Odeon Sale

22 Washway Road,
Sale, M33 7QY

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Additional Info

Previously operated by: Odeon Theatres Ltd., Rank Organisation, Tatton Cinemas (Gatley) Ltd.

Architects: Francis Edison Drury, Joseph G. Gomersall

Firms: Drury & Gomersall

Functions: Gymnasium

Styles: Egyptian

Previous Names: Pyramid Theatre, Tatton Cinema

Nearby Theaters

Odeon Sale

Located in Sale, Cheshire, now part of Greater Manchester. Designed by the famous British cinema architectural firm, Drury & Gomersall, the Pyramid Theatre is a classic example of an Egyptian-style cinema in Britain and had a 1,940 seating capacity.

The frontage although not particularly Egyptian in overall design does have various Egyptian style mouldings and fluted pillars. Internally, the Egyptian theme was again largely mouldings and finishes like Graumans Egyptian Theatre in Hollywood. The theme was included in the specially designed Christie Organ, which is currently installed in the Blue Coat School in Oldham.

The Pyramid Theatre changed hands a couple of times between its opening on 24th February 1934 and 21st December 1942 when it was taken over by Oscar Deutsch’s Odeon Theatres Ltd. chain. It was re-named Odeon on 18th June 1945. During the 1970’s a TV programme named “Screen Test”, hosted by Michael Rodd, was broadcast from the Odeon, Sale.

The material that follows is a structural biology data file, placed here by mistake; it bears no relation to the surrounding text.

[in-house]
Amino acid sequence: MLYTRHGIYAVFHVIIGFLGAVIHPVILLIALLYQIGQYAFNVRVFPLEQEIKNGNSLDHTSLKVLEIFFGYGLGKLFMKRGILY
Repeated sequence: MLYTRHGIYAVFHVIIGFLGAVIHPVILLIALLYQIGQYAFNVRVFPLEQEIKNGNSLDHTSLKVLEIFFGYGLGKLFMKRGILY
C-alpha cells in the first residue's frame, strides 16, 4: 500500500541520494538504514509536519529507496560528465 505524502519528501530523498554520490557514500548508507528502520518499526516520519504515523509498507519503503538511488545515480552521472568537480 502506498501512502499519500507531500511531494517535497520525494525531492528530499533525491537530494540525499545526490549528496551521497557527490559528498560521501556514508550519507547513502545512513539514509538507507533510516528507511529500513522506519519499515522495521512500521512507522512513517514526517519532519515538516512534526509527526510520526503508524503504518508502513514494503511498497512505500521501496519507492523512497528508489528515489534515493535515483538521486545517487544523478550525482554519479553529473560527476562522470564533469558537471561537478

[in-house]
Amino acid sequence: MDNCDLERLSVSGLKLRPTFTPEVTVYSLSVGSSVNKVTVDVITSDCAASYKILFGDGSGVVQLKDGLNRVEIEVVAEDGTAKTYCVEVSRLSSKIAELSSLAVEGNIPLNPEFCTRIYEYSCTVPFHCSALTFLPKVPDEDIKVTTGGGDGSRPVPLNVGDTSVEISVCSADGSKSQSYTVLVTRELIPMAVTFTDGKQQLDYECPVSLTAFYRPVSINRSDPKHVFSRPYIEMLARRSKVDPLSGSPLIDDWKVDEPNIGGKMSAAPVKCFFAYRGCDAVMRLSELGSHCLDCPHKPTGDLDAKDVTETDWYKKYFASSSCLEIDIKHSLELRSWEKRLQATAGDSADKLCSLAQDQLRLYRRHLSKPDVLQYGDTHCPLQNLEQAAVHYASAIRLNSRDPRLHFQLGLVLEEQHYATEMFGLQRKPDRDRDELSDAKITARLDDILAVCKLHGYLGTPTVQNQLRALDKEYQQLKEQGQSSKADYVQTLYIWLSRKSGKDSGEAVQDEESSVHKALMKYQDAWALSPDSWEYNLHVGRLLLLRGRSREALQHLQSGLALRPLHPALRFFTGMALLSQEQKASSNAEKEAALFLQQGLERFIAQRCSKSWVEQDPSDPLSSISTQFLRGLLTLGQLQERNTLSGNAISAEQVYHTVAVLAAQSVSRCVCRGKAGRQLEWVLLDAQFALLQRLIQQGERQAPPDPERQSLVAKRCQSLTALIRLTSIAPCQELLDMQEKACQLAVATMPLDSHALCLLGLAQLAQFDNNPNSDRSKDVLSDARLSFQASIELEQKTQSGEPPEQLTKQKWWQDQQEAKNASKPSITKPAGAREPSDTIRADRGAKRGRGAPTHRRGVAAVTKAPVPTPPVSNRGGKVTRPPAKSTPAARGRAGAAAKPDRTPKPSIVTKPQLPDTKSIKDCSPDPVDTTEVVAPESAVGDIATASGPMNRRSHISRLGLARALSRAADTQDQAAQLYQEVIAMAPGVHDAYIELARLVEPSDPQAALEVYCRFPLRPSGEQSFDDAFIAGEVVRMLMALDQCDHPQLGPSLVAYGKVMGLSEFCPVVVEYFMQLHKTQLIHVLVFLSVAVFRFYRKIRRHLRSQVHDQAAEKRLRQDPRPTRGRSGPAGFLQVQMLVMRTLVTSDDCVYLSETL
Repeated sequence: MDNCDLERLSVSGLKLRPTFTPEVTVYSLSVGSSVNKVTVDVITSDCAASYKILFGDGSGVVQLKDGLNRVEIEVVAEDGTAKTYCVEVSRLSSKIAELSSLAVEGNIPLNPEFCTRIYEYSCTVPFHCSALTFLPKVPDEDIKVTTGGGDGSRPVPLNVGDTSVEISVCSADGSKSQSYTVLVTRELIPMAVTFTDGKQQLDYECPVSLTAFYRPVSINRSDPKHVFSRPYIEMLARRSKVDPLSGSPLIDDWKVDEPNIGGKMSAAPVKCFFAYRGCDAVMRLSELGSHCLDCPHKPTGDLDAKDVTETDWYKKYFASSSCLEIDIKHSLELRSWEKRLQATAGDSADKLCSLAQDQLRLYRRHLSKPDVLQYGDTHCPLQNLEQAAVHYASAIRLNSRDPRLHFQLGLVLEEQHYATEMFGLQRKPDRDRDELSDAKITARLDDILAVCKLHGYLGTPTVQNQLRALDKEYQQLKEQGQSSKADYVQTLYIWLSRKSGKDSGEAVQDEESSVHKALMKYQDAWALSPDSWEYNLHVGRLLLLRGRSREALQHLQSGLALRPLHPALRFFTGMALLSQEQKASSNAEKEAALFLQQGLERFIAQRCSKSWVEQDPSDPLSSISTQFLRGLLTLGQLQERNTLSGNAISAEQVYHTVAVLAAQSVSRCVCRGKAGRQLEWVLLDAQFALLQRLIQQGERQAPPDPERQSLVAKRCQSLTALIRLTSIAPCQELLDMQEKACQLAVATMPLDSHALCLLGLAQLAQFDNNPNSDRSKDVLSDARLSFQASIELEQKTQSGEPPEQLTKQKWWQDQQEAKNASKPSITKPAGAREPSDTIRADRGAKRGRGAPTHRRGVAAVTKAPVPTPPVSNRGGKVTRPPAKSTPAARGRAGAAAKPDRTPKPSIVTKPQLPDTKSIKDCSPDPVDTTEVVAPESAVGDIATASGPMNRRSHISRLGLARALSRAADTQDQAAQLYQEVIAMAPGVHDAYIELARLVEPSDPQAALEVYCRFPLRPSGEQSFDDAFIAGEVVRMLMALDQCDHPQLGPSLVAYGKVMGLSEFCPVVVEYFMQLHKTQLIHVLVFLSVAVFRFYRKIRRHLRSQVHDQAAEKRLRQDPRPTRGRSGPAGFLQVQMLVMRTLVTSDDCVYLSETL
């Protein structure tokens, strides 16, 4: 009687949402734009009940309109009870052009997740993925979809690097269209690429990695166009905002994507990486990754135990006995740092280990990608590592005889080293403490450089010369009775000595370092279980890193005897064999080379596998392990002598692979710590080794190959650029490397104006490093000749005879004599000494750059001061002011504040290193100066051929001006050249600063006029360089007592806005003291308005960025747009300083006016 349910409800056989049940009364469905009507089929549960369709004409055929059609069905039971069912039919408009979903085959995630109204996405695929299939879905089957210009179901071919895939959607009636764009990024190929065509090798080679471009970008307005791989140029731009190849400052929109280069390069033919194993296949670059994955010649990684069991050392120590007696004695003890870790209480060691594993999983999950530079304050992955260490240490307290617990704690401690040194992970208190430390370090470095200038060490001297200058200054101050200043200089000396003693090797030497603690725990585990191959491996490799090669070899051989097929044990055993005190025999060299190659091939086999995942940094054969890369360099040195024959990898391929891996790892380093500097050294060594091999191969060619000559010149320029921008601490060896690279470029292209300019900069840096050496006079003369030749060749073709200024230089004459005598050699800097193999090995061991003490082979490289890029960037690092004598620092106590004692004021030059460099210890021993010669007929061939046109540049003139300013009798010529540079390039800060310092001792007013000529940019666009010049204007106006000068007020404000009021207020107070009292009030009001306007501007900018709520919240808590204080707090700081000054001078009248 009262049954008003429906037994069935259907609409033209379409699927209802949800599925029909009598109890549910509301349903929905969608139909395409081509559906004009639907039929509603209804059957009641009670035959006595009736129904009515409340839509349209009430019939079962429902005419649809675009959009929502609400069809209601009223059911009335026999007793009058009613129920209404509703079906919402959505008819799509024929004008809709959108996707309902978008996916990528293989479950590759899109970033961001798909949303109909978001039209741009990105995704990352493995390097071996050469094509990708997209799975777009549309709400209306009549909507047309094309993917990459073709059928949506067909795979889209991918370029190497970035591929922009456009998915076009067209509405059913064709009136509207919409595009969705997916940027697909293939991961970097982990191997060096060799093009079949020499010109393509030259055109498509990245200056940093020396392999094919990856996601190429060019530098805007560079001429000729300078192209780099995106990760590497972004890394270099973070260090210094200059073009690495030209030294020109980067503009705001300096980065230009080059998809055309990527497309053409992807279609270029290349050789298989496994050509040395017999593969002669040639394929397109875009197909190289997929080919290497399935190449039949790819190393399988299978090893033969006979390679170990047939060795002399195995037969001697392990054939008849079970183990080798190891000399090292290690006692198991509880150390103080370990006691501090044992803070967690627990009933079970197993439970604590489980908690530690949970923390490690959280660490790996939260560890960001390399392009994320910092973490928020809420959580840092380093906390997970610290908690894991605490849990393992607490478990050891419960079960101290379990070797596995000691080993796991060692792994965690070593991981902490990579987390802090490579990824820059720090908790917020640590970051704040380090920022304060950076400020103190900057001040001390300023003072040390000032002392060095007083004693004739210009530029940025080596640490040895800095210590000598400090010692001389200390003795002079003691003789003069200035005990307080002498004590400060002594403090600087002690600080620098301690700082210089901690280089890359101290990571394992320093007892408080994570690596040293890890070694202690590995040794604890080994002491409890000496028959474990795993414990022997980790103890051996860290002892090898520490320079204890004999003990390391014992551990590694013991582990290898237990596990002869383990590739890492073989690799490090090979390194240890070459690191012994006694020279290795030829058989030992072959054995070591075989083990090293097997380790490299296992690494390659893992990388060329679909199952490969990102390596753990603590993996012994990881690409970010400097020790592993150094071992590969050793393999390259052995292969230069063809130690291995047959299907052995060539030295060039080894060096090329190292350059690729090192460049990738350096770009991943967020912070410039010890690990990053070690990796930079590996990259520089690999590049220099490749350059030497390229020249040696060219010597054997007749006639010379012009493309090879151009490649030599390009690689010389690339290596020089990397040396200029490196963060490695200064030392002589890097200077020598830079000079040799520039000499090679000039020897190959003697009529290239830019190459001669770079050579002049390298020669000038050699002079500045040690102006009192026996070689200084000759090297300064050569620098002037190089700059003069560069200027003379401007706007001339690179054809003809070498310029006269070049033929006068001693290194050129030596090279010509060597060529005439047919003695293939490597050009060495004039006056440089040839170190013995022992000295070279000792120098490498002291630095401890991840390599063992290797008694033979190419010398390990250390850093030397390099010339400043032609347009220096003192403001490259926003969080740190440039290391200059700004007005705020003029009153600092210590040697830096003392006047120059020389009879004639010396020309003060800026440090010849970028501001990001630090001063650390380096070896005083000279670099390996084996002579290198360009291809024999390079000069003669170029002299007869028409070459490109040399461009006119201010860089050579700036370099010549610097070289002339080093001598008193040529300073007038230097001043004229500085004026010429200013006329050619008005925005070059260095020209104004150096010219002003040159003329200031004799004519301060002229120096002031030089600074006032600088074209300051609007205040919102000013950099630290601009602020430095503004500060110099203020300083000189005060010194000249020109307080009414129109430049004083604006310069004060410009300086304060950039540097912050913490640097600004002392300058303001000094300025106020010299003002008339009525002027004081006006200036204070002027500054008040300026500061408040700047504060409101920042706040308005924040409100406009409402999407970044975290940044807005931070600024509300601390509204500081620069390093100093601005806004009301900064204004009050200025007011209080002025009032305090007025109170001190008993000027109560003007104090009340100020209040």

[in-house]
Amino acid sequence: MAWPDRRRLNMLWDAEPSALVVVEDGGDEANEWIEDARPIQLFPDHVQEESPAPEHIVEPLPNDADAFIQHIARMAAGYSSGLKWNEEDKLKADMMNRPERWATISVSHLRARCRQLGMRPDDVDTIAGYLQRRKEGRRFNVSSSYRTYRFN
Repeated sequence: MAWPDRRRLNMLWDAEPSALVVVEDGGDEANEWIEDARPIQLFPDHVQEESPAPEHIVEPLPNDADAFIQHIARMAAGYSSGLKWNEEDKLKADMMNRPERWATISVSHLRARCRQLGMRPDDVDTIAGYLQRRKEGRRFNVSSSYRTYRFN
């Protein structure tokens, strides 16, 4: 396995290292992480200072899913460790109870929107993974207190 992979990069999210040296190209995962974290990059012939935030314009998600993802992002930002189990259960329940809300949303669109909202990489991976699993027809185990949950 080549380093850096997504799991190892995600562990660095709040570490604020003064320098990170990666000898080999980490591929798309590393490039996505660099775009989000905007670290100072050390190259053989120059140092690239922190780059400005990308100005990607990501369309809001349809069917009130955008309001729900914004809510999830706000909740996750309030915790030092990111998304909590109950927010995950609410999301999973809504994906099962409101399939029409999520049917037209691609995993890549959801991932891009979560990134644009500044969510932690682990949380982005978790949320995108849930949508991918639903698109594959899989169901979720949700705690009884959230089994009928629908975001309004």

In 1981, the Rank Organisation closed 29 of its Odeon cinemas and the lease for the Odeon Sale was bought by the Tatton Cinemas (Gatley) Ltd. group and it was re-named Tatton Cinema. There were plans to convert into a triple-screen cinema, but these came to nothing. Stage shows returned to the theatre, however the running costs caused the lease to revert back to the Rank Organisation in 1984 and the building was closed.

The cinema was purchased by Trafford Borough council for £200,000, but by 1987 the costs to the council were estimated at £1.5 million. A campaign was started to save it from demolition.

In 1988, it was advertised for sale by tender and by 1990 the cinema was converted into an American themed nightclub, known as JFK’s (quite how the Egyptian theme lent itself to this is anyone’s guess!).

The nightclub closed around 2001 and the auditorium was transformed into a franchised L.A. Fitness Centre, using a former front stalls exit as its entrance. The main entrance and foyers are currently unused. In 2013 it became a Sports Direct Fitness Club.

The Pyramid Theatre was designated a Grade II Listed building in November 1987.

Contributed by Steve Lynch

Recent comments (view all 10 comments)

petermaude on November 20, 2003 at 5:11 pm

I would like to say how interested I was to find information about the Pyramid/Odeon Sale.My late father (Harold Maude)was the chief projectionist from about 1934 until he retired in 1979.

Ken Roe
Ken Roe on September 11, 2005 at 5:37 am

Two exterior views of the Pyramid, Sale when it was the Odeon here:

  1. Possibly late 1940’s/early 1950's
    View link

  2. In 1971
    View link

Ian on August 14, 2006 at 2:00 am

Another (sad) picture after closure here:

View link

hugovk on September 18, 2006 at 10:54 am

[i]“… Undoubtedly the most splendid cinema in Sale was the Pyramid on Washway Road; this was designed by Drury and Gomersall in an "Egyptian” style, hence the name. The Pyramid was built 1933-4 to seat 2,000 at a cost of £70,000. The building included a first-floor cafe advertised as the “rendezvous for discerning folk” and, flanking the cinema, two rows of shops were built in a style which harmonised with the nearby Post Office.